"It is clear from the data that there needs to be more fiscal stimulus in the second half of the year than there was in the first half of the year," White House economic adviser Lawrence H. Summers said this week. "Fortunately, the stimulus program designed by the president and passed by Congress provides exactly that."
"We said all along … we weren't putting an emphasis on helping small businesses create jobs and being able to weather the current economy," said Kurt Bardella, spokesman for House Oversight and Government Reform Committee ranking member Darrell Issa, R-Calif. "Unfortunately there were not enough mechanisms to ensure that the money goes to where it was promised and there's nothing to safeguard against how stimulus funding is used once it's disseminated in localities."
States, school districts and housing authorities were supposed to submit reports by July 10 on their use of stimulus funds and the number of jobs created, but the White House Office of Management and Budget pushed the deadline back three months. Tracking funds, even through Recovery.gov, is not an easy process.
"There really isn't a good way to know, despite what administration or critics say," said Tom Schatz, president of Citizens Against Government Waste. "It's not all that clear because they haven't tracked it effectively."
Schatz predicted that not enough information will have been compiled on the federal Web site until the fall.
He also questions how many jobs are actually being created. The nation's unemployment rate last month rose to 9.5 percent, with 6.5 million losing their jobs since the recession began, and isn't showing signs of easing.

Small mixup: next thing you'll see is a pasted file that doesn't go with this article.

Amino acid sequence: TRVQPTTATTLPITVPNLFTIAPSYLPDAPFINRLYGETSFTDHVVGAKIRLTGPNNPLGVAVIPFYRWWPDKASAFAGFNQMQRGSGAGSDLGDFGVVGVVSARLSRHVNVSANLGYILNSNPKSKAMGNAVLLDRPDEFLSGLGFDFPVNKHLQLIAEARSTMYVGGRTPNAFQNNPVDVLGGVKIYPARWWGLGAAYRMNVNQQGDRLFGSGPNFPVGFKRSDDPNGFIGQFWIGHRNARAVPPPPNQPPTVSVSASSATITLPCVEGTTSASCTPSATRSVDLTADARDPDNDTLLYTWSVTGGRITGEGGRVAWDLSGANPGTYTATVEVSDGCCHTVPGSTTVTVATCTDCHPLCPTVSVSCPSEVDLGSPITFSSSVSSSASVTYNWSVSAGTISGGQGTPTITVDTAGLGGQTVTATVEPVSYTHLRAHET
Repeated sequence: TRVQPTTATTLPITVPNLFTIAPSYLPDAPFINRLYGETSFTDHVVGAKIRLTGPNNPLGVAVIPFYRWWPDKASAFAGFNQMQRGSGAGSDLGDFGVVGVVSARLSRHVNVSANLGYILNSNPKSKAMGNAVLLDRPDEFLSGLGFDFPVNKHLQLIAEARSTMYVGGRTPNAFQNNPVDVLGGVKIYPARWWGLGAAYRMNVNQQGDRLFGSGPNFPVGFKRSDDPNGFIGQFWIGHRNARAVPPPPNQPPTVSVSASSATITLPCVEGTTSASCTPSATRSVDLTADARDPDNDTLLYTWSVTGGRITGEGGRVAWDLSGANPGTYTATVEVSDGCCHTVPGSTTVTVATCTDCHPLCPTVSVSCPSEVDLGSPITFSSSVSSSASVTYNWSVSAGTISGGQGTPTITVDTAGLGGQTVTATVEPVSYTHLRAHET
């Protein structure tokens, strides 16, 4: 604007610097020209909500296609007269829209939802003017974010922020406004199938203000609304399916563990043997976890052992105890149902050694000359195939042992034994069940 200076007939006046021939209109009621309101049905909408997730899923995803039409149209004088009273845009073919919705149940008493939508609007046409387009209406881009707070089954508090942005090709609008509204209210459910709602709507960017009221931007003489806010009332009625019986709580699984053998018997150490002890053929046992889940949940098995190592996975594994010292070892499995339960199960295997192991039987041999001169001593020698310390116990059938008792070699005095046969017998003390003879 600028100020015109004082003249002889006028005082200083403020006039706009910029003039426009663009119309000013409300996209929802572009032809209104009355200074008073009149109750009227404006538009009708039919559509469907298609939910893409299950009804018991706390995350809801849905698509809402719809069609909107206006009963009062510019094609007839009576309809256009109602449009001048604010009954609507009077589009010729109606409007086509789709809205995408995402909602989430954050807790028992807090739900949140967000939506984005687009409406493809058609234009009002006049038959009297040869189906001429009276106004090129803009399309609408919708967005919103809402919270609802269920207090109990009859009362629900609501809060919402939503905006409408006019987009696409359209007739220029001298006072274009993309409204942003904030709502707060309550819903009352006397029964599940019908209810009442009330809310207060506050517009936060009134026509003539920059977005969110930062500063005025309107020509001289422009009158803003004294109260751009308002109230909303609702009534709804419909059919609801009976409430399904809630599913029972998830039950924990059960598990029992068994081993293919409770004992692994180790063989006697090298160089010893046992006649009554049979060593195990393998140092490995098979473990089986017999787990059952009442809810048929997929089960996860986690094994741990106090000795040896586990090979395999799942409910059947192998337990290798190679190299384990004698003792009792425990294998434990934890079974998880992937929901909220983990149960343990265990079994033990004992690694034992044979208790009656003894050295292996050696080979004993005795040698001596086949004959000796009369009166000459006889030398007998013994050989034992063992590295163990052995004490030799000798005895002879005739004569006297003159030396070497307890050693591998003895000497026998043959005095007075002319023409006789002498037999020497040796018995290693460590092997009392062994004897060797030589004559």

"States are going to have to determine how the money can create or not create jobs," Schatz said. "The government likes to talk about creating jobs -- they think it's their job to create jobs. If the money isn't going to the states that have the highest level of unemployment, it's not going to create enough jobs to really help."
States are instructed to implement stimulus funds quickly, but -- according to the GAO -- as a result, often do not have the time or infrastructure to realize the projects needed in economically distressed areas.
"State bureaucracies are used to spending considerably less money, in some cases they have 10 to 20 times more than what they're used to spending," said Tad DeHaven, budget analyst with the Cato Institute. "They're told to go out and spend it as quickly as possible. At the same time, states have also been waiting for more direction from the federal government on reporting requirements, accounting jobs … there's a lag."
States are also struggling with how to fit stimulus money into their budgets, knowing that the funding won't be there in future years. Just about every state in the nation faced massive budget deficits this year thanks to declining income and sales taxes. The stimulus money helped plug some of those holes, but if revenues don't increase next year, states will face a structural deficit.
"The big concern in the states is this is supposed to be temporary money," DeHaven said. "A lot of the big fights have been over how we write our budgets so as to recognize that this is money that's not going to be here two years from now."
"You spend a lot when the economy's decent but you don't plan for the inevitable downturn," he added. "The government bailing them out that just basically rewards an alcoholic by giving them a drink."
And with talks of a second stimulus, some lawmakers are skeptical.
"The idea of a second stimulus is a clear admission that first stimulus isn't working," Bardella said. "It is nothing but a false hope."